Private philanthropy is answering the call. Kalief was part of Future Now, a program for previously incarcerated students that helped him get a high school diploma and provided peer mentoring, internships and individual tutoring. For 15 years, with the generous support of foundations and individuals, we have been helping students between the ages of 17 and 21. This program is a lifeline. But we need more. We must make the case for adequate support to help our students.
May Kalief rest in peace.
Eduardo J. Marti is interim president of Bronx Community College of the City University of New York.
The National Student Clearinghouse Research Center released a new study today that shows more than 60 percent of students who earned an associate degree when they were 20 years old or younger went on to earn a bachelor's within six years. For all students who earned an associate degree, 41 percent finished a bachelor's degree within six years.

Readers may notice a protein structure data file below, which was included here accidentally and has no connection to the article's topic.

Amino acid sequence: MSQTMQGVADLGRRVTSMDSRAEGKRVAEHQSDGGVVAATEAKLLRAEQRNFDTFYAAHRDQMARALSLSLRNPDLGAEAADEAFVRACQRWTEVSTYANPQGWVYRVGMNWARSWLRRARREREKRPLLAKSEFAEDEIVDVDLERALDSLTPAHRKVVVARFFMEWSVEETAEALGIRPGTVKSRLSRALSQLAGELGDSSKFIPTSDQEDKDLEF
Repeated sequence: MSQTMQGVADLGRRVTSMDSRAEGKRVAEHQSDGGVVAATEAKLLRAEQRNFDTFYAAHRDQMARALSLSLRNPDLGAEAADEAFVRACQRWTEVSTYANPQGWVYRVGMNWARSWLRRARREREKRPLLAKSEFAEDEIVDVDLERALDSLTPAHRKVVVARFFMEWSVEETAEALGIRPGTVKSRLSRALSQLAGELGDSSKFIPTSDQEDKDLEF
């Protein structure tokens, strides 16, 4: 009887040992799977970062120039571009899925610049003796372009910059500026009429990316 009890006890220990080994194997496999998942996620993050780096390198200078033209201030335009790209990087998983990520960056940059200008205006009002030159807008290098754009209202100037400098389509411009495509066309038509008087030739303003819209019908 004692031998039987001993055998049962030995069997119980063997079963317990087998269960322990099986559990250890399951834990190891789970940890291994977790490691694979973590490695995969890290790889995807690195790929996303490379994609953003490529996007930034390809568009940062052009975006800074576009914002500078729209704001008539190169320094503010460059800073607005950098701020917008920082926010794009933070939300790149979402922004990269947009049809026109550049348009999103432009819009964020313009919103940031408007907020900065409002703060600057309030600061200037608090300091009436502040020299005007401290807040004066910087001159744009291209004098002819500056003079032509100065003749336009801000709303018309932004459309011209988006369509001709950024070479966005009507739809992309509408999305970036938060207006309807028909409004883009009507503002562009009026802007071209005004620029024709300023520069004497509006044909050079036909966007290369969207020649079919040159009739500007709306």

The research backs claims that a degree from a two-year institution will help pave a path toward a bachelor's degree. The study also found that it took on average 2.8 years for students with an associate degree to earn a bachelor's.
"Measuring the extent to which certificates and associates degrees serve as stepping-stones to higher educational awards is critical to understanding today's educational pathways," said Doug Shapiro, executive research director of the center, in a news release. "These first credentials are increasingly the entry points of choice for disadvantaged and first-generation college students, making them important to questions of equity in postsecondary degree attainment."